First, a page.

Oh, what a tangled web we weave when first we write a confession to a murder and place it in the window trim of a house we’re building in 1899.

At least, that’s the case for former Fountain resident John Spicer, whose 19th-century murder confession went unseen for almost 100 years. That unique confession has been available for all to see at the Fountain Valley Historical Society and Museum, 114 N. Main St. in Fountain, since 2008.

The story of Spicer and his victim, John J. Sebastian, will be acted out Wednesday’s episode of the television program “Homicide Hunter,” which airs on the Investigation Discovery network. The series features 19stories told by former Colorado Springs Lt. Joe Kenda, a longtime homicide detective.

Despite its age, the wooden trim tells a story that’s just as chilling now as when the crime first happened more than 100 years ago.

The message, written in cursive and in pencil, was nailed to the wall of a house Spicer constructed at El Paso Street and Alabama Avenue in Fountain. Spicer wrote that he clubbed Sebastian to death in 1893 in an area that would now be part of Fort Carson. He then dragged the body to a nearby ravine. Spicer said he committed the crime for $5,000 in cash and jewelry.

The confession wouldn’t surface until September 1986, when Jim Eggleston, then the owner of the home, was renovating it.

Eggleston was pulling moldings off his interior windows and handing them to his daughter when she noticed handwriting on one of the molds. Upon closer inspection, Eggleston realized he was reading a murder confession.

Given to the Colorado Bureau of Investigation, the molding would eventually end up on the desk of Larry Martin, chief of investigation for the 4th Judicial District Attorney’s Office. The words “I did kill and willfully murder” caught Martin’s attention, and despite the 1893 date, an investigation was opened to determine if the confession was real or a hoax.

Martin’s first stop was the Colorado Springs Pioneers Museum to determine when the home was built. Records showed the house was constructed by Spicer in 1899. From there, Martin headed to Kenda’s office to see if Colorado Springs police had a case file on the murder.

Unfortunately for Martin, the Police Department wasn’t formed until 1901, so the newspaper archive at Penrose Library in downtown Colorado Springs was next. Martin ultimately tracked down Spicer’s daughter, 89-year-old Marguerite Bulkley.

Martin asked Kenda to join him when he interviewed Bulkley, who described her father as a mean drunk and frequent gambler who held a number of odd jobs. When told of the murder confession, Bulkley said her father told her he had killed a transient in self-defense and that authorities had cleared him.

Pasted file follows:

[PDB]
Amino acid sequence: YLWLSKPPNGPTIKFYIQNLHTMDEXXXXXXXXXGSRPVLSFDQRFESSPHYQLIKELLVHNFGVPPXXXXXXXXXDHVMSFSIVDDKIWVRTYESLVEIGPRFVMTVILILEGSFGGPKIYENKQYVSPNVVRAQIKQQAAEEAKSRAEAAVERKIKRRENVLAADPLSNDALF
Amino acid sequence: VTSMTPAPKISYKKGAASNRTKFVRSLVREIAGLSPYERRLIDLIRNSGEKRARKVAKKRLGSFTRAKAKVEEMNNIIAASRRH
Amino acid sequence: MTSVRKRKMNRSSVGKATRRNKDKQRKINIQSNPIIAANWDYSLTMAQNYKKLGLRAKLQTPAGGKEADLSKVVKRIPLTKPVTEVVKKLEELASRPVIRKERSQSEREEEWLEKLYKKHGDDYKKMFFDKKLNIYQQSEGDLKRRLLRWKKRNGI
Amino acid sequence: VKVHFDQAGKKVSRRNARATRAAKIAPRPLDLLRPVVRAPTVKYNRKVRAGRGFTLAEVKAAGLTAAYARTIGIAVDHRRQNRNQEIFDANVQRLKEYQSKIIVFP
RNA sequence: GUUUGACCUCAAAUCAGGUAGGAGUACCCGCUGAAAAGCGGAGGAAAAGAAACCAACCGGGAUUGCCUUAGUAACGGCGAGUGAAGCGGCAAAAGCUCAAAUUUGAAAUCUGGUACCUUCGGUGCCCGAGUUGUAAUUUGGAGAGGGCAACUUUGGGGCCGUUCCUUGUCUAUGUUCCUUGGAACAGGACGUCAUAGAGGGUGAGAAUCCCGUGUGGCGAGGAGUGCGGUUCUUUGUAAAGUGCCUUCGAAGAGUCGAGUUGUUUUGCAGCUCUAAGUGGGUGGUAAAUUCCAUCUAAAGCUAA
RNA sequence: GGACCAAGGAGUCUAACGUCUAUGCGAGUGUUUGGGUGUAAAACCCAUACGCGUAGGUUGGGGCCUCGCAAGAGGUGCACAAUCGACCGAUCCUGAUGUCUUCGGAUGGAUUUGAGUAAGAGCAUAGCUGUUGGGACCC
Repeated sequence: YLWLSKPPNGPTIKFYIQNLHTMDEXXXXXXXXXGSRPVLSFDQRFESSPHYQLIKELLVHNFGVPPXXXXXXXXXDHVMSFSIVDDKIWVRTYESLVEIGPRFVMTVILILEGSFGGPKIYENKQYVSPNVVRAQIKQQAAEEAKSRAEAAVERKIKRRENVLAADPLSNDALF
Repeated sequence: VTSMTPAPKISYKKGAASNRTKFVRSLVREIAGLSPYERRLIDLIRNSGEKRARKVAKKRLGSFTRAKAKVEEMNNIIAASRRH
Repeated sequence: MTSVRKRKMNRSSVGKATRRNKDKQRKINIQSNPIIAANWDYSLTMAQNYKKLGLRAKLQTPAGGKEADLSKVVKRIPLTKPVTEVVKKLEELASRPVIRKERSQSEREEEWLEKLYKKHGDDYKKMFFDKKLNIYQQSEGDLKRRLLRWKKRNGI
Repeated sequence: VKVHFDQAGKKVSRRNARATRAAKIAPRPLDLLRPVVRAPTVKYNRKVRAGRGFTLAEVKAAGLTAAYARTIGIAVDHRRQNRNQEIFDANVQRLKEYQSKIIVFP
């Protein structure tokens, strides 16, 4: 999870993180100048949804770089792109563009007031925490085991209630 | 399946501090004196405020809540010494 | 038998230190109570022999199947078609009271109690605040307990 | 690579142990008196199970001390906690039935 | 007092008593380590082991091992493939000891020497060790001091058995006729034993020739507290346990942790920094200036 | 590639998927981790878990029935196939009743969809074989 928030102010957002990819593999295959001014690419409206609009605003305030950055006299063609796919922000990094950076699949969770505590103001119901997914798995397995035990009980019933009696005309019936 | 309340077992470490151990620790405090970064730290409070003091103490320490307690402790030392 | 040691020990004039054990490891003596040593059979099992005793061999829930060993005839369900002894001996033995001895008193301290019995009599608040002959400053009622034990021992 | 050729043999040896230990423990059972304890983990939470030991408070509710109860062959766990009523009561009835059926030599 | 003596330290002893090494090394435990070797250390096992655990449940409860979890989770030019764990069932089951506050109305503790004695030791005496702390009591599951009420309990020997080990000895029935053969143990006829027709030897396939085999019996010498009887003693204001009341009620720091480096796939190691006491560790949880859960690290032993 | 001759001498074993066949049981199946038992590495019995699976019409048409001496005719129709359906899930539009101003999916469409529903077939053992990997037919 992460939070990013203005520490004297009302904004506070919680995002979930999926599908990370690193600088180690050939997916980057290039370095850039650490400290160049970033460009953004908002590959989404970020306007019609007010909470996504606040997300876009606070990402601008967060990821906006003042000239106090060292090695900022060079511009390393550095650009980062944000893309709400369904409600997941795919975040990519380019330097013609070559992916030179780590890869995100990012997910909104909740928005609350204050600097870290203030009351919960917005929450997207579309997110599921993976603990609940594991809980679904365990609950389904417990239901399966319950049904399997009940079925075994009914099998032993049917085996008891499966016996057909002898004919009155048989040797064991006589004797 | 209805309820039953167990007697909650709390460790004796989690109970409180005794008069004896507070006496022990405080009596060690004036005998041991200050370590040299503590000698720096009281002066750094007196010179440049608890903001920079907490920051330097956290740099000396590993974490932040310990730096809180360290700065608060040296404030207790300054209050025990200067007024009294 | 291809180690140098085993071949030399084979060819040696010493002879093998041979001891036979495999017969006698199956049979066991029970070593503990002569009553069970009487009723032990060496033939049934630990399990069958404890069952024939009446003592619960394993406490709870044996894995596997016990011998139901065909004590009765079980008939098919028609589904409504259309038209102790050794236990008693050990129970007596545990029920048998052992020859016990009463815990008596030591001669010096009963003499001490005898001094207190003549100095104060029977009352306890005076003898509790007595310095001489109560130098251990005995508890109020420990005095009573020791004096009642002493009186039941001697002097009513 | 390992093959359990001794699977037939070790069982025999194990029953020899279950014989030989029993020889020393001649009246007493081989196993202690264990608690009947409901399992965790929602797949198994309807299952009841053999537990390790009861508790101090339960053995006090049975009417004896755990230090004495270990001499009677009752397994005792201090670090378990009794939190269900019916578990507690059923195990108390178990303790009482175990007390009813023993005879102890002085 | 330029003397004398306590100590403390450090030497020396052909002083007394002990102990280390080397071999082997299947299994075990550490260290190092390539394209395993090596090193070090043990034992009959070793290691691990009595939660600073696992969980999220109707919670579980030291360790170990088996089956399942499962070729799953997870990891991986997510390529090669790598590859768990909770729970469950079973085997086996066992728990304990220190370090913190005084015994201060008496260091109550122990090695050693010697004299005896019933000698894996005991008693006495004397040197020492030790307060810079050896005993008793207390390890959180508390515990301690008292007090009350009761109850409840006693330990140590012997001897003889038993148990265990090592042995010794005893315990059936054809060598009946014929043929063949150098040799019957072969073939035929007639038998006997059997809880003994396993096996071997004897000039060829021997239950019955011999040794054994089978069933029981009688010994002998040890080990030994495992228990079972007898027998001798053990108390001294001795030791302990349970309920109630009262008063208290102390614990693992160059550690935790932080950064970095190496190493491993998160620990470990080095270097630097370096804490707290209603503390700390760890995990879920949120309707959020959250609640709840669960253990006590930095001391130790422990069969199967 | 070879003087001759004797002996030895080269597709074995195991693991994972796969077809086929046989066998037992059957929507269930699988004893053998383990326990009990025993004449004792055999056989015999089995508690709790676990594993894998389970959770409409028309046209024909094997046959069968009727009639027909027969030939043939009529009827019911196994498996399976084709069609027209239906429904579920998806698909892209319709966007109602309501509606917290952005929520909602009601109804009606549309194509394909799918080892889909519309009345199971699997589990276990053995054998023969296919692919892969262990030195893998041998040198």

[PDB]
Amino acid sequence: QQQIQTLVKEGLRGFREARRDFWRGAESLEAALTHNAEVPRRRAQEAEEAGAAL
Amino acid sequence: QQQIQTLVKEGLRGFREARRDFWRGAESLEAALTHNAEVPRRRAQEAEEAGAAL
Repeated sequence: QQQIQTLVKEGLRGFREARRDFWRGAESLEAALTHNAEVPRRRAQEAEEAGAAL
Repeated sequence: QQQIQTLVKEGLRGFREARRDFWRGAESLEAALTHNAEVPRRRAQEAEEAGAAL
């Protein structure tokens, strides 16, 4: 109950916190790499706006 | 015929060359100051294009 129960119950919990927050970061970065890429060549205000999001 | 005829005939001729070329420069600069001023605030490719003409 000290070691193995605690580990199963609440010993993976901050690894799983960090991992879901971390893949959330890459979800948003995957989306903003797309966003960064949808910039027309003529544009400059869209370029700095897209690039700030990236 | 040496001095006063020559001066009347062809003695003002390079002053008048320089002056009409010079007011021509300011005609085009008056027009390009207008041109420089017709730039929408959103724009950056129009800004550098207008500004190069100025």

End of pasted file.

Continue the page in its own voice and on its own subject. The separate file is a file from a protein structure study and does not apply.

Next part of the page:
CBI eventually was able to decipher the name of the victim on the window mold. The last record of Sebastian, a Colorado Springs resident and railroad worker, was found in an 1893 city directory, the same year Spicer claims to have committed the murder.

In the episode that airs Wednesday, titled “Confession,” Martin and Kenda theorize that Spicer murdered Sebastian after a night of gambling, which would tie the money and jewels mentioned in the confession to a motive.

Spicer eventually moved to Florida and died in the 1940s, so with no one alive to arrest, Martin filed a report and closed the case. He later donated the wooden molding to the Fountain Valley Historical Society and Museum.

“It was a totally new experience,” said Tamara Estes, vice president of the museum and one of the local residents featured in the episode. “It was interesting to be involved in a nationally aired show.”

The crew for “Homicide Hunter” was in Fountain and Colorado Springs from April 4-8 to film scenes for the episode, including exterior shots and interviews with Eggleston, Estes and Martin.

The home where Spicer left his confession written on a piece of wood, which has been nicknamed The Murder Board, still stands.

“It’s wild how the board still exists and you can see it,” said Erich Sturm, an executive producer for “Homicide Hunter.”

“I think there’s something really wild and unique about that. We’ve never done a case this far back, but this one was totally unusual, and you have a murder mystery but from 100 years ago. It’s the kind of case we feel lucky we have the opportunity to do.”

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